Ordinal variables

Ordinal variables are categorical variables that show a notion of order, i.e. a ranking of their modalities is available. For example, the variable Age Range, which would take the values baby, adolescent, child, adult, and elderly, is an ordinal variable. Indeed we can order the modalities ascendingly as follows: baby < child < teenager < adult < elderly.

In the case of such variables, an alternative to one-hot-encoding is to use the rank to encode the modalities, which then makes the variable quantitative. In the Age Range example, we would have, for instance, baby = 1, child = 2, teenager=3, etc.

Knowing the modalities can allow us to associate numerical values other than rank. In the case of Age Range, we know that adolescence runs from about 12 to 17 years and adulthood from 25 to 65 years. Thus the mean ((12 +17) / 2 = 14.5) of the range of values can be used instead of rank.

Days of the week and days of the month can also be treated as ordinal variables.

Impact encoding

Encoding by indicator variables may become inconvenient when the number of categories becomes very large. An alternative method to clustering or truncating categories consists of characterizing the categories by their link with the target variable y: this is called impact encoding.

This method is also known as likelihood encoding, target coding, conditional-probability encoding, and weight of evidence ([9]).

Definition: For a regression problem with target variable y, say, X, a categorical variable with K categories m1, …, mK. Each category mk is encoded by its impact value:

𝔼[y|X=mk] is the expectation of the target y, knowing that the variable X is set to modality mk. For a training set of size n containing independent and identically distributed samples {(xi, yi), 1≤i≤n}, the estimator of this expectation is the average of the values of yi for which the modality xi is equal to mk:

Where Sk is the set of indices i of the observations such that xi is equal to mk and nk is the cardinality of this set.

The estimator of the expectation of y is simply its empirical mean:

Note that there are other variants to the definition given above. For example, in [8], both expressions are weighted by a parameter between 0 and 1.

To illustrate impact encoding, let us consider the product variable in our previous example. It has three modalities, namely shirts, shoes and perfumes. The empirical mean is (50.99 + 44 + 120 + 45)/4 = 64.9975. We then have:

Impact (shirts) = (50,99 + 45)/2–64,9975 = -17

Impact (shoes) = 44–64,9975 = -21

Impact (perfume) = 120–64,9975 = 55

Manipulating categorical variables in a dataset
Calculation of impact encoding of the shirt modality.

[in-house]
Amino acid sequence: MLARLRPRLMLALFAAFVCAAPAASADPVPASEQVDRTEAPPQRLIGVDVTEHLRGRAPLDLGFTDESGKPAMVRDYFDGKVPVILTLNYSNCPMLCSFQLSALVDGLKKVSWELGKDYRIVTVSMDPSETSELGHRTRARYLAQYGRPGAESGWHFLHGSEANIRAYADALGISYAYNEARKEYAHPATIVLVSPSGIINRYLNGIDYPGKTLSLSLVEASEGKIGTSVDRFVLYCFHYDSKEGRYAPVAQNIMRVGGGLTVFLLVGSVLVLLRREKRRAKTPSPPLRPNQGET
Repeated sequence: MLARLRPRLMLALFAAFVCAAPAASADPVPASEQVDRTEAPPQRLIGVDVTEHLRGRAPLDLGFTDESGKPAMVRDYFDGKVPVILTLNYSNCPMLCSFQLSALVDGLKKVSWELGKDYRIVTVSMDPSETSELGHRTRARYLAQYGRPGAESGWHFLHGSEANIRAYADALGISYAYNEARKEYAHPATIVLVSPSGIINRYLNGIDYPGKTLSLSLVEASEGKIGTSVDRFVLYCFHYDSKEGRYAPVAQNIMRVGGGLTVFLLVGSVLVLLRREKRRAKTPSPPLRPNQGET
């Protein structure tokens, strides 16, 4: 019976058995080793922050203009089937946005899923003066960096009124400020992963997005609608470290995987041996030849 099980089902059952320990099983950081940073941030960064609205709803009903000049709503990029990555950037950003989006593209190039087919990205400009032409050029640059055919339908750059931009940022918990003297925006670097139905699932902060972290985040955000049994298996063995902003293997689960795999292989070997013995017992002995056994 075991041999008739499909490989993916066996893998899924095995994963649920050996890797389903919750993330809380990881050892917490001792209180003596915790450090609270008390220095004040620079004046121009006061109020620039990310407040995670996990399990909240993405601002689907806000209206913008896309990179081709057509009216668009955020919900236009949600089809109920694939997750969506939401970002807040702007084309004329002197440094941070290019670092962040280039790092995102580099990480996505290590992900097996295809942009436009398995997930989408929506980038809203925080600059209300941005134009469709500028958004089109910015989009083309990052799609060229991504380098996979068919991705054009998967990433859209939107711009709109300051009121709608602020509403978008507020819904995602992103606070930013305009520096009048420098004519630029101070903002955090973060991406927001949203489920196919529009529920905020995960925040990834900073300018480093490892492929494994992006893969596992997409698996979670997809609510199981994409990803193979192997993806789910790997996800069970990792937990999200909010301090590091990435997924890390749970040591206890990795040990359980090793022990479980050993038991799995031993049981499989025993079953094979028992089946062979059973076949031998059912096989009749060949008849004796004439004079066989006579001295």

This encoding has the advantage of being very compact: the number of descriptors of a variable is constant compared to the number of categories. However, this encoding leads to a loss of information: only a “correlation” value with the target is retained. This means that if two categories have close values for the target y on average, the model cannot distinguish them.

To remedy this loss of information, indicator variables can be kept for the most dominant categories. Alternatively, it is possible to encode combinations of variables. Sometimes, a category alone will not be correlated with the target y, but the combination of two categorical variables can be “predictive” of the target. In practice, this consists in identifying the pairs (or even triplets) of categorical variables that can interact with the target variable and encode the concatenation of the instances of these variables; in-depth knowledge often helps to identify these interesting combinations of variables. This method can even be extended to the encoding of non-categorical variables by transforming continuous variables into binary variables, by discretization and binarization ([6], [7]).

Impact encoding is a form of model stacking: first, simple models (𝔼[y|xk] calculations) are trained on each of the categorical variables. The output predictions of these models are then used as descriptors in a second model.

Manipulating categorical variables in a dataset
Illustration of impact encoding.

As for any stacking method, there is a substantial risk of overlearning. Indeed, the new descriptors can be highly correlated to the target, giving overly optimistic results. It is then necessary to calculate the impact on a small data set distinct from the training set used for the model. Usually, a cross-validation method is used.